Back then there was no early access or dlc so companies had to make a full game polished and ready on release day 1. I think older games are better because of that.
Let's just state that there were released at least three versions of the original Space Invader, since the early ones were bugged.
You can "finish" Pacman if you get the maximum score possible. After that the screen becomes a mess and you can't see anything anymore (even if you can play blind then, but if you get there you can play the game blindfolded anyway)
Even if the old games were a LOT simplier than the modern games, they were not bug free.
Did you notice that most Sierra adventures on GOG have a folder of files that are named "patch" or something similar?
Missing rooms, graphic files, bad scripts ... yes, you would need patches for that.
The games of the late 80s and early 90s DID have bugs, but we learned to live with them. In the rare case that a updated was released, you would contact the publisher, send in your discs (I'm a Amiga child) and get new ones.
Also - in case of DOS games - game magazines would include patches on their cover disc on a regular base.
I think it was CD 3 of Gabriel Knight 2 that had to be sent back in for a bug fix.
Since almost every game was bound to run on a specific hardware (Sega, Amiga, PS, you name it), it was quite easy to avoid bugs with drivers or exotic hardware configurations. The worst that could happen was that someone put a Zorro accelerator to his Amiga or some exotic Headset to his Sega console and the game would not run. Solution? Unplug the exotic hardware.
Let's forward again to the late 90s. 3D acceleration for Tomb Rider. No bugs with Matrox or S3 Virge, since they simply were not supported at all. The only accelerator supported was the 3Dfx Voodoo and you needed to download a special .exe for it.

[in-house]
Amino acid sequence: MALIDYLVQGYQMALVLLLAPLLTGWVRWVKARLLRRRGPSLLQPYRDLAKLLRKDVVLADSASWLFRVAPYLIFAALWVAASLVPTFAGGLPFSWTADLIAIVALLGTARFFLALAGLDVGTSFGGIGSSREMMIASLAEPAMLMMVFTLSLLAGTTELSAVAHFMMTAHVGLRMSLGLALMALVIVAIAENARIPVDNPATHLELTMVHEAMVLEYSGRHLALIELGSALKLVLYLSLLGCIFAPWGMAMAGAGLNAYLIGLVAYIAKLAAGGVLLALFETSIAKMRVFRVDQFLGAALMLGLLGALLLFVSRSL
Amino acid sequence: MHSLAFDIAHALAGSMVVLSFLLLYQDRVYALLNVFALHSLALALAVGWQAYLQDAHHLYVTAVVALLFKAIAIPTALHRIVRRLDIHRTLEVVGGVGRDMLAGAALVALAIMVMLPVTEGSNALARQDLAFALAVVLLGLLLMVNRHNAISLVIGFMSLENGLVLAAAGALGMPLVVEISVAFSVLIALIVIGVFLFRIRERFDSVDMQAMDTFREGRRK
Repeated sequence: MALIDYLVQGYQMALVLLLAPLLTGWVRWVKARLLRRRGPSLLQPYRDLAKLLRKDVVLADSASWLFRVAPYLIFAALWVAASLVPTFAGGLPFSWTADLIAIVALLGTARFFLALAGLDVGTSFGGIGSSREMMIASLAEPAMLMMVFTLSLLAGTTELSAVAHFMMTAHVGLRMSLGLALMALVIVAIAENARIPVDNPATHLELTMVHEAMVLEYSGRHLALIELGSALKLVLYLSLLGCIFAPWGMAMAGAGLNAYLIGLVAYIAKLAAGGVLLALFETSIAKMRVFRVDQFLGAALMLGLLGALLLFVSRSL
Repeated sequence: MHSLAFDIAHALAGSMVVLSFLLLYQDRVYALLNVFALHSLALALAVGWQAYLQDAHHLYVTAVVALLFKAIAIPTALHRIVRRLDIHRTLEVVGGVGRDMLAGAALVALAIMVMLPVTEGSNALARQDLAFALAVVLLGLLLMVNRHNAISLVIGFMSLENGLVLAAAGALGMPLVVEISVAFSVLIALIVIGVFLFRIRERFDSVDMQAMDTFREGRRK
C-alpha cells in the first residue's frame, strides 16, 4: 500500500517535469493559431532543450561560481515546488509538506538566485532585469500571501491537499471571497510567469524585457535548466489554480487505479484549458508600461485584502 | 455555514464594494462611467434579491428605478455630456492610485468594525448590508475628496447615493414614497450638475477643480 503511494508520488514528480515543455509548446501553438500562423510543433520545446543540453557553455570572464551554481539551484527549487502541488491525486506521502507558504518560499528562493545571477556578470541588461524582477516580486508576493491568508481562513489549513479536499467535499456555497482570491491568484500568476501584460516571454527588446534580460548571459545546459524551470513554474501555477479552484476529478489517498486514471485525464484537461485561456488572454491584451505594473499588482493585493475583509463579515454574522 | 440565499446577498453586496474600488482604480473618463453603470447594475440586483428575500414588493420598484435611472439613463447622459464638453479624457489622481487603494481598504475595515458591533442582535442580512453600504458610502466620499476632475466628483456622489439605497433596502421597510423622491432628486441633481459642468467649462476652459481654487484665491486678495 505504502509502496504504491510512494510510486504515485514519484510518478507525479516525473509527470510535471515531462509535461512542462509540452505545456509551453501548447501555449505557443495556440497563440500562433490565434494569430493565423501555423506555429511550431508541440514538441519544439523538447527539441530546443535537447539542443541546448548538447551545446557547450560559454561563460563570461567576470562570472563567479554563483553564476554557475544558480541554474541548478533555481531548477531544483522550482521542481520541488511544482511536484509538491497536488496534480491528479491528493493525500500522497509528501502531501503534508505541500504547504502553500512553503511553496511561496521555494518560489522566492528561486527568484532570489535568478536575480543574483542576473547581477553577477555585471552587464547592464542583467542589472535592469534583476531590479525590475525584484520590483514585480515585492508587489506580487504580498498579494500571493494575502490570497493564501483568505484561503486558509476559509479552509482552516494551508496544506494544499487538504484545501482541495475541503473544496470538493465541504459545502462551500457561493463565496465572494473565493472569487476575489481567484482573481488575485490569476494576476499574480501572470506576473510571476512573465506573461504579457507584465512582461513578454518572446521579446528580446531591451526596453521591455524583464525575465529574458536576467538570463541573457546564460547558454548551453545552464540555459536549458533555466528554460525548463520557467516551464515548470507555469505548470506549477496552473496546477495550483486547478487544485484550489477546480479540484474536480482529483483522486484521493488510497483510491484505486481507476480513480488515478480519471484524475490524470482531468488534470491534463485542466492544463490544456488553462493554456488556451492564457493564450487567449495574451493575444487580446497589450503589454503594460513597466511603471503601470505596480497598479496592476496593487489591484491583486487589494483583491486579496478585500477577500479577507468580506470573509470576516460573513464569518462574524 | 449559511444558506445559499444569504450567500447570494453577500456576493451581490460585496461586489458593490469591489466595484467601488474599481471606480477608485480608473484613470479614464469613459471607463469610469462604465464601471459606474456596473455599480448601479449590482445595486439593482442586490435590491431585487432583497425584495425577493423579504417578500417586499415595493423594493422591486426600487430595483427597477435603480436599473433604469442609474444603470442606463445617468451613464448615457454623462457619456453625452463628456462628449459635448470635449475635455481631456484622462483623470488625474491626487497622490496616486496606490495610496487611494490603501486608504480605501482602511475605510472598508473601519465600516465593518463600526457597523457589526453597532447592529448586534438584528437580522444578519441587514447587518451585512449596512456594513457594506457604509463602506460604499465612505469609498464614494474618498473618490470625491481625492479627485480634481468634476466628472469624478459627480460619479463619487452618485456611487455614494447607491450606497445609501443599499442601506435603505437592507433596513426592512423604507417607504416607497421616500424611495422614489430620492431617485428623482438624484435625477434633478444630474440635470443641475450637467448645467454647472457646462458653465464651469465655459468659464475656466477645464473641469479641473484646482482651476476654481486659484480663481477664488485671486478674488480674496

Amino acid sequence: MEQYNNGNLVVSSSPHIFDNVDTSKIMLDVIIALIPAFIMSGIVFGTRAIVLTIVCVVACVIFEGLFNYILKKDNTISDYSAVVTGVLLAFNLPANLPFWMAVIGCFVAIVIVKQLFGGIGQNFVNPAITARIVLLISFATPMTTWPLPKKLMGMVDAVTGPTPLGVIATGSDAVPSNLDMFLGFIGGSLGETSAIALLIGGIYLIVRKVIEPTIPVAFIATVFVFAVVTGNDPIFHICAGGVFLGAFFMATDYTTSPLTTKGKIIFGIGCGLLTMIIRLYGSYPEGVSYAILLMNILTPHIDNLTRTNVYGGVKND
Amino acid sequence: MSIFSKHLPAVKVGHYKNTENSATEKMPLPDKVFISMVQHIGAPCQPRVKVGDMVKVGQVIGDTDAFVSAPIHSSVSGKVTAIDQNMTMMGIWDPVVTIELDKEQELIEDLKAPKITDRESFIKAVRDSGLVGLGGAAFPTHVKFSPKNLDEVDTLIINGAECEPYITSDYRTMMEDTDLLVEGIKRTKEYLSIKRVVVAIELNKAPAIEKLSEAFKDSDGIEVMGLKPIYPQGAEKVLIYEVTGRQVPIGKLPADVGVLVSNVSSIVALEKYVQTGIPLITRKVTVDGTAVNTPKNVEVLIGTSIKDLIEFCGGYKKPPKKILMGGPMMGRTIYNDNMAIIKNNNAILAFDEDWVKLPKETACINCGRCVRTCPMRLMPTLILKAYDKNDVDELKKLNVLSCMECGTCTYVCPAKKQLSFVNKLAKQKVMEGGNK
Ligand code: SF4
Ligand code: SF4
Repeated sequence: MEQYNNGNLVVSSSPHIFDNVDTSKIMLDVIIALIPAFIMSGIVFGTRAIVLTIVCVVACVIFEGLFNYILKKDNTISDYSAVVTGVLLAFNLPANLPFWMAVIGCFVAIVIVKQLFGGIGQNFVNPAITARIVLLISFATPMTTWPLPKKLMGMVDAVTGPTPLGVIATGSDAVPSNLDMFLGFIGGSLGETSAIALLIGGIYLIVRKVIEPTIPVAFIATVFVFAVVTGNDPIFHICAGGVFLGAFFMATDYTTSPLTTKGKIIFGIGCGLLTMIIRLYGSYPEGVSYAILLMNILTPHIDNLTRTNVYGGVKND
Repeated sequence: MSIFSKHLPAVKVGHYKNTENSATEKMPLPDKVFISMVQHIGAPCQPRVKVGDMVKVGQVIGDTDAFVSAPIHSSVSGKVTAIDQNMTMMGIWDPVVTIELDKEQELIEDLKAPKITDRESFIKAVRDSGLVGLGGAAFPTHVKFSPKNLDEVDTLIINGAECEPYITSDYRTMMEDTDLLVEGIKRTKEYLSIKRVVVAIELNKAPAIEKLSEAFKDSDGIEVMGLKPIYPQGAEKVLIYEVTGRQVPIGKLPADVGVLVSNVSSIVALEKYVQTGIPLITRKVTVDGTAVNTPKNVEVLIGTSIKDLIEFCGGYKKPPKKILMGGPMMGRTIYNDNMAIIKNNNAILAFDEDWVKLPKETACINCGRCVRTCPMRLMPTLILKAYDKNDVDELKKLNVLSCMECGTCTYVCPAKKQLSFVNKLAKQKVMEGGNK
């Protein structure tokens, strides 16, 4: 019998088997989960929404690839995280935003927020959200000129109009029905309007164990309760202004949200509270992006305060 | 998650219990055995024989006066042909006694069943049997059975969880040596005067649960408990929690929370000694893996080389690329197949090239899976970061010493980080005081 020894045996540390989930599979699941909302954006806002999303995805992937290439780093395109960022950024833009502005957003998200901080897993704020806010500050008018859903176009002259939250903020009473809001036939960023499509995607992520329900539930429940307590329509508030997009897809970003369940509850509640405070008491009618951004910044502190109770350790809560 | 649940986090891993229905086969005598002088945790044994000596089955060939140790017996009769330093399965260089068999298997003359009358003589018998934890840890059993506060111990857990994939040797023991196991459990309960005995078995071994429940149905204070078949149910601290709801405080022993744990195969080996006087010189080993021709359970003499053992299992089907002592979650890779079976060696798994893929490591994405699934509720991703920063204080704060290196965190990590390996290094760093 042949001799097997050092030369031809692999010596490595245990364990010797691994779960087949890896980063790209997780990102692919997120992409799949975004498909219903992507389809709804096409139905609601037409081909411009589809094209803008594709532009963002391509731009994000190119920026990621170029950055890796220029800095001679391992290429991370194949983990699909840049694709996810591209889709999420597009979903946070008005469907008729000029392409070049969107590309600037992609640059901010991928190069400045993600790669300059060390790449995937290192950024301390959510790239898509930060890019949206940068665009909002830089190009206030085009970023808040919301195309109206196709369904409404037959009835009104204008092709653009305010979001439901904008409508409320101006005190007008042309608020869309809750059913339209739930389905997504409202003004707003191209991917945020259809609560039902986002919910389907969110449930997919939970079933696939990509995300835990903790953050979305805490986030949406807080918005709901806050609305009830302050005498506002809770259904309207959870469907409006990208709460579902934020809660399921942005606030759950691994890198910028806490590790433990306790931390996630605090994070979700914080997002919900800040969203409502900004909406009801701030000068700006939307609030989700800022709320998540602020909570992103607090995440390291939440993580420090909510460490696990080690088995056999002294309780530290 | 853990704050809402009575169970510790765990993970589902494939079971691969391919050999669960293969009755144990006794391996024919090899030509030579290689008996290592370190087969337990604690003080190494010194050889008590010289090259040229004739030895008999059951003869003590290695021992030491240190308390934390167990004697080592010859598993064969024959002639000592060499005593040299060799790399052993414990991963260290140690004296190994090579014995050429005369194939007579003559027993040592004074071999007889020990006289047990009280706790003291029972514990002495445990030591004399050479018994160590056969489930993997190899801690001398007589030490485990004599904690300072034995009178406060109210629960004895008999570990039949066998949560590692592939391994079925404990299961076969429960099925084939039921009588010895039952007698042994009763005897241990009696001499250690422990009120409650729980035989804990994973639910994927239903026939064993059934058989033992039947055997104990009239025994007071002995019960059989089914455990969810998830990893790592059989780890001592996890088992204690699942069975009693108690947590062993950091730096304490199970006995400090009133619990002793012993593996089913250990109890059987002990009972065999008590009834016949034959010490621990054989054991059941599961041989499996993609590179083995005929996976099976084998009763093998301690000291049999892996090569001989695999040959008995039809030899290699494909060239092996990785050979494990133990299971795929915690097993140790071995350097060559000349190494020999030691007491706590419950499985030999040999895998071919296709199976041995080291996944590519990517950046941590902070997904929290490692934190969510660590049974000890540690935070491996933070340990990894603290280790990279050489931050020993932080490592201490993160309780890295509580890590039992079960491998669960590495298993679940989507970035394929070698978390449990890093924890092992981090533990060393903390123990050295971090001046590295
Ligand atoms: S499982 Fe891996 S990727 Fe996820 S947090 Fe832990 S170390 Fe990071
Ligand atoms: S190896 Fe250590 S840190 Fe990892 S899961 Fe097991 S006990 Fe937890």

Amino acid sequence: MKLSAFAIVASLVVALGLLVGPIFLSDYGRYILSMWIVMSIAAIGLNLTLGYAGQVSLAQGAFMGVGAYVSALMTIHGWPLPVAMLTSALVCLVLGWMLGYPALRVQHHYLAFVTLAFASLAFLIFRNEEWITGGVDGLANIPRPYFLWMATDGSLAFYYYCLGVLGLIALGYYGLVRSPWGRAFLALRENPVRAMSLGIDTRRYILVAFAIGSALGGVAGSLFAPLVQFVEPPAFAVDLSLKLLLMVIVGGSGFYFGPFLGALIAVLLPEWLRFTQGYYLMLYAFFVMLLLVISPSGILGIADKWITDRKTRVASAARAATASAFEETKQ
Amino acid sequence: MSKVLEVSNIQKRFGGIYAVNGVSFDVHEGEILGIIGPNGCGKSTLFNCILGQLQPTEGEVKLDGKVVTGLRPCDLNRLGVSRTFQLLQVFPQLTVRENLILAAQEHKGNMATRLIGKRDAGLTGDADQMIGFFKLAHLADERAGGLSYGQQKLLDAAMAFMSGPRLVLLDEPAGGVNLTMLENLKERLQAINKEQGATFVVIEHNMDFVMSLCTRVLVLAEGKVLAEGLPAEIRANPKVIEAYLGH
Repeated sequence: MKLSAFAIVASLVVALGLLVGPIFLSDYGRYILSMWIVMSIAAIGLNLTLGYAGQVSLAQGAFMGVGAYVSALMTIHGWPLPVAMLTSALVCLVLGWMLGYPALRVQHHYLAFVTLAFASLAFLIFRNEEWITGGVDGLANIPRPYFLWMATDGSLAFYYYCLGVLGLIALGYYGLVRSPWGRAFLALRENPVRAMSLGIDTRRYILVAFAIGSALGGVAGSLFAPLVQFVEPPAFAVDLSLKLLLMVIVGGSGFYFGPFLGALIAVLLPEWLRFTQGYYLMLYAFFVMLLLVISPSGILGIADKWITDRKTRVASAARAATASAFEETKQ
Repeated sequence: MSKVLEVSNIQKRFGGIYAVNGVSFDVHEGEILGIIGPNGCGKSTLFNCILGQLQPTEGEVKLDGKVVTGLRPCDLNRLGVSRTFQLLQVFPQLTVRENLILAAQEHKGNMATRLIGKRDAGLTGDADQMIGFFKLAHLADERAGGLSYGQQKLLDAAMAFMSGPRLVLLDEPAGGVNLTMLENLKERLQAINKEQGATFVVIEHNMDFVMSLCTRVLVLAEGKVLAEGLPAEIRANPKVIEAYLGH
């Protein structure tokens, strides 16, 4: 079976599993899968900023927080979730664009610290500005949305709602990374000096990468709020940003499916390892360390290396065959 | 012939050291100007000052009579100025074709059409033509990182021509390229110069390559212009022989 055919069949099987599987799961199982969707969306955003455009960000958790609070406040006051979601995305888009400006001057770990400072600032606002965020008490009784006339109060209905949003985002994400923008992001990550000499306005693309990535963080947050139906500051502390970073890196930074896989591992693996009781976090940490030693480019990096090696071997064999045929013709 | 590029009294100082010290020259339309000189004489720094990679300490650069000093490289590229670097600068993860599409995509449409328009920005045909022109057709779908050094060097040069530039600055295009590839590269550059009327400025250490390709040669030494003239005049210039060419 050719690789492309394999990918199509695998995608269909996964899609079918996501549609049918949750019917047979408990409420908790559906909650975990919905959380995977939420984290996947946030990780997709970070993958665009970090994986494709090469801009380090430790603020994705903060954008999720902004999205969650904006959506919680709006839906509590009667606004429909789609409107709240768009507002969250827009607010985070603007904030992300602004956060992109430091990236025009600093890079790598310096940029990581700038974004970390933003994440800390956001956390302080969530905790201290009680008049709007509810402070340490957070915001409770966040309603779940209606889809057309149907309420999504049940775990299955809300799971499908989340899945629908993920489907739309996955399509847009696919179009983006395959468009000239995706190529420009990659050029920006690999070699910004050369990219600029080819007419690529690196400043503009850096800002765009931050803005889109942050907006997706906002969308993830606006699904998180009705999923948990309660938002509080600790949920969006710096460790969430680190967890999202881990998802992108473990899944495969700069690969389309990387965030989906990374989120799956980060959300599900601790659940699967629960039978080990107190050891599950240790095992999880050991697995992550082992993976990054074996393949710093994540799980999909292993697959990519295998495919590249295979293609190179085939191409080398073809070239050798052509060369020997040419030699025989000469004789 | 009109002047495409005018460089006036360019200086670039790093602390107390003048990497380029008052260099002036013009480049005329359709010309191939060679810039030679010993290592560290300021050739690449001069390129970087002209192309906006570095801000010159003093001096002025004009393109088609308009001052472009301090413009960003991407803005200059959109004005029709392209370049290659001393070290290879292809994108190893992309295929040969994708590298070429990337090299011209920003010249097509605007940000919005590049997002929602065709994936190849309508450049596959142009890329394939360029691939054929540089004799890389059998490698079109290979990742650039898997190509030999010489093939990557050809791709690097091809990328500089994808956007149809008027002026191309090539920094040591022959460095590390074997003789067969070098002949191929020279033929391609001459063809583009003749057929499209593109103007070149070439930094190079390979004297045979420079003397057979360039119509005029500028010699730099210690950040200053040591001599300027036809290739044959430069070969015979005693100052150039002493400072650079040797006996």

We blamed the hardware much more than the software at that time. Today we expect the software to run no matter what our computer is made of. Some don't even accept that a game requires the newest Windows10 version.
What Steam changed (and let's face it, the credit goes to Valve), was the way, patches were distributed. Before it, we would visit the publisher ftp server on a regular base to look for patches.
Two fun facts:
A BIOS update to my graphic chip in 1998? I got sent a new chip via post office and then returned the old one.
The DVD Version of Lego Star Wars 2 could not even be installed, the disc was labeled wrong and the installer did not recognize it. LucasArts of course offered a fixed installer to download via ftp, but many parents who had no idea about computers returned the game to the shop.
No, the software in the "golden" days did have just as many flaws as modern software. It was just handled in a different way. Yes, back then it cost the publisher more to get a fix out, that's for sure, but on the other hand it cost him a LOT less to test the software, due to the limited hardware variations.
edited, corrected game name